After a couple of weeks home, we were gone for two weeks to South Carolina.  First, we led a group from my church to Greenville, SC for the second year to do work with an organization called "Diligent Hands, Gracious Hearts".  If you are looking for a way to involve people in inner-city missions with multiple opportunities for a group, check them out.  Great week of ministry whenever we weren't dodging rain drops.  Then, my family and I headed from Greenville to Hilton Head for a week of vacation.  My sister-in-law lives in Hilton Head, so all my wife's family joined us there for a week at the beach.  All-in-all, we had a very good week mostly hanging out at the beach.  Hilton Head has great golf, but I couldn't fit my clubs in the Pilot with all the luggage for 6 people for two weeks.

Doctoral Work
I am trying hard to get my doctoral work finished.  Because I am a procrastinator, I have put off this work for far too long.  Ministry and family demands have kept me busy enough, but now I have to find the motivation to push forward to get it done.  I am in the process of developing lesson plans to teach my deacons on the subject of "helping deacons to be servant leaders."  I have had to read about 25 resources as part of my research.  I have also been carrying a large bin full of books, files, and papers around.  Pray for me to be disciplined to "get 'er done" over the next few weeks.  I hope to have the lesson plans developed soon to be able to start teaching soon after Labor Day.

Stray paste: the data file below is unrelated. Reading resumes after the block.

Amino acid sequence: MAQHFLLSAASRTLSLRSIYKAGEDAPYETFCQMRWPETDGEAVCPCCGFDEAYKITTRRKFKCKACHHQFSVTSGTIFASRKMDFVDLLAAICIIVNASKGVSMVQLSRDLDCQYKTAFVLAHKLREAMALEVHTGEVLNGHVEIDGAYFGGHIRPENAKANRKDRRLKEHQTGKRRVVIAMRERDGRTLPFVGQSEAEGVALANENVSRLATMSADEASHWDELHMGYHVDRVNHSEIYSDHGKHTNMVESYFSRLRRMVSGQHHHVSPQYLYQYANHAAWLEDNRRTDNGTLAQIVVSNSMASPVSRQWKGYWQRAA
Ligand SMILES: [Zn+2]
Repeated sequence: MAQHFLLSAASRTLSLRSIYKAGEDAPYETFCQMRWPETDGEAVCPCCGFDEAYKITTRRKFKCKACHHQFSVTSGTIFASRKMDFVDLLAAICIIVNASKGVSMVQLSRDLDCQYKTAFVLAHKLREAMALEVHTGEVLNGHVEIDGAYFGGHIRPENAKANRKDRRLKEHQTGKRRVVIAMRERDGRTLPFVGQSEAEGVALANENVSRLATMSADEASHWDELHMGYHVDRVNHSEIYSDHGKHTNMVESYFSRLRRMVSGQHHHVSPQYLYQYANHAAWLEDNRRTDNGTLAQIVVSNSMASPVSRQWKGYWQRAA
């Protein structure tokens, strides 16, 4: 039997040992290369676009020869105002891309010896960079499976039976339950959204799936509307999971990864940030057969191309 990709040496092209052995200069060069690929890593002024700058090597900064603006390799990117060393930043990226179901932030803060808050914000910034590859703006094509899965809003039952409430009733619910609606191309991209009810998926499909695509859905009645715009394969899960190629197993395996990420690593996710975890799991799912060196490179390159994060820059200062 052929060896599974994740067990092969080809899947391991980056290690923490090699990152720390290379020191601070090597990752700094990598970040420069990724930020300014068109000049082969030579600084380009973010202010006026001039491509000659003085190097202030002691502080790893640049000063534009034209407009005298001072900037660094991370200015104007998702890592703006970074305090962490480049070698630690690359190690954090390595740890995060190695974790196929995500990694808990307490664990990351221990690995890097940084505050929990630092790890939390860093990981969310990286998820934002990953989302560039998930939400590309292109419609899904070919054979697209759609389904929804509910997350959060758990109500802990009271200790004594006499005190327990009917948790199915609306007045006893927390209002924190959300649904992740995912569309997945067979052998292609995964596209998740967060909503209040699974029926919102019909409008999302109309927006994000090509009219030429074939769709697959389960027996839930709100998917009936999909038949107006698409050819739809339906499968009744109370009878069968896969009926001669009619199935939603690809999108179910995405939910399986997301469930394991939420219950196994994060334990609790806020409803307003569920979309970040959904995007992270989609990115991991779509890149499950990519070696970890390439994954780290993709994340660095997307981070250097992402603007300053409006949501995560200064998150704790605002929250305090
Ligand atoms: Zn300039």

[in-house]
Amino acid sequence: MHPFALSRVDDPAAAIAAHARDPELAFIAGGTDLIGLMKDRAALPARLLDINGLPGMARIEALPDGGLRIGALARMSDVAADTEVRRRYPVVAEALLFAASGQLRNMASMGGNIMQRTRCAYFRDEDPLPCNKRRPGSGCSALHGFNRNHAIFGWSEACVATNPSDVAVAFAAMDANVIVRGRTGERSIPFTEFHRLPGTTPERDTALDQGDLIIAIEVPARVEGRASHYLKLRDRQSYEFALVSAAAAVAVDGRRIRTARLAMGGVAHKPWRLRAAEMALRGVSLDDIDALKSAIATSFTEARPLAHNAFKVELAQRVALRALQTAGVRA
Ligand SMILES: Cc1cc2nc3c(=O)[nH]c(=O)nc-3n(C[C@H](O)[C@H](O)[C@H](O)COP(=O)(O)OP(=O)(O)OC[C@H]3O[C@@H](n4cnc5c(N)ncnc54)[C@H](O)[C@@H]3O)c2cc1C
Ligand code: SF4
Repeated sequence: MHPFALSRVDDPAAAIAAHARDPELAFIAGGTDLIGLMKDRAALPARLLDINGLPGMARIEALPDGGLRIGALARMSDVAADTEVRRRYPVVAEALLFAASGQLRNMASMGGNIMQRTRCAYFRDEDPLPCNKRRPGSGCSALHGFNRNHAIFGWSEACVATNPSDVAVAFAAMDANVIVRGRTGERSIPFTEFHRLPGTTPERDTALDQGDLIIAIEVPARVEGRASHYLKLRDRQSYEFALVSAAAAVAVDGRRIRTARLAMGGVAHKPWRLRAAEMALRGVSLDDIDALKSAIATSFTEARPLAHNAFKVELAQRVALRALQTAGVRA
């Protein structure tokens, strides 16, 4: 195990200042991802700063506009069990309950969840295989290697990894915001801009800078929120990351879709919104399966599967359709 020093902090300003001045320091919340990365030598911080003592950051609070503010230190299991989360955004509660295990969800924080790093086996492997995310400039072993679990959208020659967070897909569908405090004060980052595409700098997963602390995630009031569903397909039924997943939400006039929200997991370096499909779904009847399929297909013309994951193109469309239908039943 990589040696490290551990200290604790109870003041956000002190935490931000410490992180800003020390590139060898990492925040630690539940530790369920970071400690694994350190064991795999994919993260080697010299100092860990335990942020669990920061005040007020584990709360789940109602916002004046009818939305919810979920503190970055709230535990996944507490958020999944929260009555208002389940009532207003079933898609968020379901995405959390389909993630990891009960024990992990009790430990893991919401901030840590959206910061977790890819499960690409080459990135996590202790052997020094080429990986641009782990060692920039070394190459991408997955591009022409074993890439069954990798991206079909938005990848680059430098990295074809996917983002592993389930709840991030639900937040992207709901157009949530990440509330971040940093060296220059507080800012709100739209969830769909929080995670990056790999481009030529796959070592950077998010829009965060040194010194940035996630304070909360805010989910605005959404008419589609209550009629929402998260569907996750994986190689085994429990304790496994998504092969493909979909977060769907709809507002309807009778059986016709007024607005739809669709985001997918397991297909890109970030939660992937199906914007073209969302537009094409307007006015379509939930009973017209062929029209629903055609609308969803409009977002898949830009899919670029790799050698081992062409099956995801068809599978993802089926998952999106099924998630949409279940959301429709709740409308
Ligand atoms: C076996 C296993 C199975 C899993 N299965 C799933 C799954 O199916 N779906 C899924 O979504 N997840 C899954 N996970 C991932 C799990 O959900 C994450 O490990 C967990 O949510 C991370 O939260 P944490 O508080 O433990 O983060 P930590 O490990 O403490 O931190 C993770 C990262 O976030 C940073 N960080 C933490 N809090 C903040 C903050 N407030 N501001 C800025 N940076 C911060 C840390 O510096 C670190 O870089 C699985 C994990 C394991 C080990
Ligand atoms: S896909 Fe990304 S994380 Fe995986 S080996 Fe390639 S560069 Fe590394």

Most of my reading has been limited to doctoral work this year.  However, once I finished my annotated bibliography, I was able to pick up some books I had set aside.  I will be posting a review here soon on "Faithmapping" by Daniel Montgomery and Mike Cosper.  Great book.  One of the best books I have read so far this year is "The Insanity of God" by Nik Ripken.  This is his encounter of over 20 years of working with the persecuted church around the world.  Warning: "If you read this book, it will shatter your perception of the current state of the church and cause you to be very frustrated with the shallowness and consumerism of the contemporary American church." However, if I had one book I wanted every friend of mine to read right now, "The Insanity of God" would be it.